In the midst of inauguration fanfare, a photo surfaced on Twitter of Alexandria Ocasio-Cortez not with her colleagues on the Capitol lawn but at Costco. The Congresswoman reportedly left the inauguration of President Joe Biden and Vice President Kamala Harris early to make a stop for Café Bustelo, hand warmers and hot chocolate for the approximately 1,400 workers participating in a Teamsters strike outside the Hunts Point Produce Market in the Bronx. 

The essential workers, who provide as much as 60% of the fruit for the city of New York, have been working throughout the pandemic. Negotiations between the workers — represented as Teamsters Local 202 — and management broke down after management refused a $1/hr. wage hike. Since Occupy Wall Street in 2011, union strikes have gradually re-entered the national news cycle, with stories such as the 2018-19 teacher strikes across the United States and the Amazon workers outside Birmingham, AL who voted to unionize at the beginning of this year, a crucial step to taking on the all-consuming consumer giant. Contributors at The New Yorker, too, instituted a 24-hour work stoppage after negotiations stalled on a new wage proposal.

Over the past decade, public approval of labor unions has risen to over 60% — the highest it’s been in fifty years. Indeed, the public popularity of unions has persuaded most Democrats to support them, with presidential candidates in the 2020 race ushering in labor platforms which toppled barriers to unionization, with more progressive candidates like Elizabeth Warren and Bernie Sanders advocating for the repeal of the Taft-Hartley Act and workers on corporate boards. Still, unions largely hesitated to endorse candidates in the 2020 primaries, hedging their bets on uniting behind any Democratic candidate against Trump. Harold Meyerson writes for Dissent: “For unions, removing Trump from the White House and replacing him with a Democrat is a matter of life and death. Only a handful of unions made primary endorsements; compared to Trump, any Democrat would do.”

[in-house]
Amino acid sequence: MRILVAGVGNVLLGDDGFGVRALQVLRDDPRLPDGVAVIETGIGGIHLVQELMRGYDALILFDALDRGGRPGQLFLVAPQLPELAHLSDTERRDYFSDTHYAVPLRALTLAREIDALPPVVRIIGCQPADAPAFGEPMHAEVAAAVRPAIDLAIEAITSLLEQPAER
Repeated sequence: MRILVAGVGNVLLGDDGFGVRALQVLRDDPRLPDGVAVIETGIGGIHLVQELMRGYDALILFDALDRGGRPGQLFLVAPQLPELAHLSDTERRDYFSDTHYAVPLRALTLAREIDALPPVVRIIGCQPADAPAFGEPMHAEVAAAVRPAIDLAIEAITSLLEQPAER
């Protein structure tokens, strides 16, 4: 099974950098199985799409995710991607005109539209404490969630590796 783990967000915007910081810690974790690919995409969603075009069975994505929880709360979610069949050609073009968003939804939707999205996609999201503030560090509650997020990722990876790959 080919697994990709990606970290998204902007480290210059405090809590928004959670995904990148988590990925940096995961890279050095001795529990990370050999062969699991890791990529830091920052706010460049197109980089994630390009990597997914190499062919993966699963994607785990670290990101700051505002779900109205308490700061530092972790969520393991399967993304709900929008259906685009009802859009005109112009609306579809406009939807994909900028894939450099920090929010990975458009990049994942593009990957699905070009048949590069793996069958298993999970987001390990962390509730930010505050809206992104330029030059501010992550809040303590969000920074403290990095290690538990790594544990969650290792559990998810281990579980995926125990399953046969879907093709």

Of course, that’s difficult to imagine with Joe Biden as president. Throughout the primary season, progressives often quipped about Biden’s alleged reassurance to wealthy donors that “nothing would fundamentally change” if he were elected president. The narrow majority in the Senate — with Joe Manchin promising to block $2,000 survival checks for every adult —and shrinking majority in the House means that Biden must be savvy in identifying opportunities for real, worker-oriented progress.

Despite these hurdles, unions turned out for Democrats in key states across the country. Many of these unions were facing substantially reduced resources, with key states like Michigan and Wisconsin having recently enacted Right-to-Work legislation and other anti-unionization measures. Other crucial prizes like Florida and Texas have had Right-to-Work enacted for decades. For instance, UNITE HERE — a union boasting over 300,000 hospitality industry workers in the United States and Canada — reported knocking on 3 million doors across Nevada, Arizona and Pennsylvania. This includes 575,000 in Philadelphia, making it a crucial linchpin of Biden’s victory. UNITE HERE also mobilized over 1,000 union members, many of them laid off due to the pandemic, to knock on over 1.5 million doors in Georgia to give Democrats the groundbreaking victories that led to Senate control. Despite these contributions, Democratic leaders have given little credence to union workers for their victories. Instead, when victories were imminent in Georgia, Democrats preferred to deliver sole credit to former Georgia gubernatorial candidate Stacey Abrams for her sweeping efforts against voter suppression rather than acknowledge unions. Of course, there is much to be admired about Abrams’ efforts, but an observer should wonder why Democrats choose to valorize her while ignoring on-the-ground organizers.

Instead, unions contribute to Democratic victories with little engagement or recognition from the victors. Because Democrats don’t want to align themselves with union organizers and activist groups, they are able to reap the benefits of union organizing without committing to concrete promises.

The Biden administration has the opportunity to change that. This starts with a real alliance between Democratic operatives and unions. The decline in union activity spurred by such policies as Right-to-Work has been bipartisan in recent decades, yet unions recognize the importance of giving Democrats another chance. This alliance could be mutually beneficial, with union organizing enabling Democrats to expand their majority and a real, laborist platform from Democrats a benefit to union organizers — and, furthermore, all the workers who benefit from union organizing. Democrats must prove themselves worthy of that allegiance, Biden most of all.

MCKINSEY CROZIER is a junior in Timothy Dwight College. Her column runs on alternate Fridays. Contact her at mckinsey.crozier@yale.edu.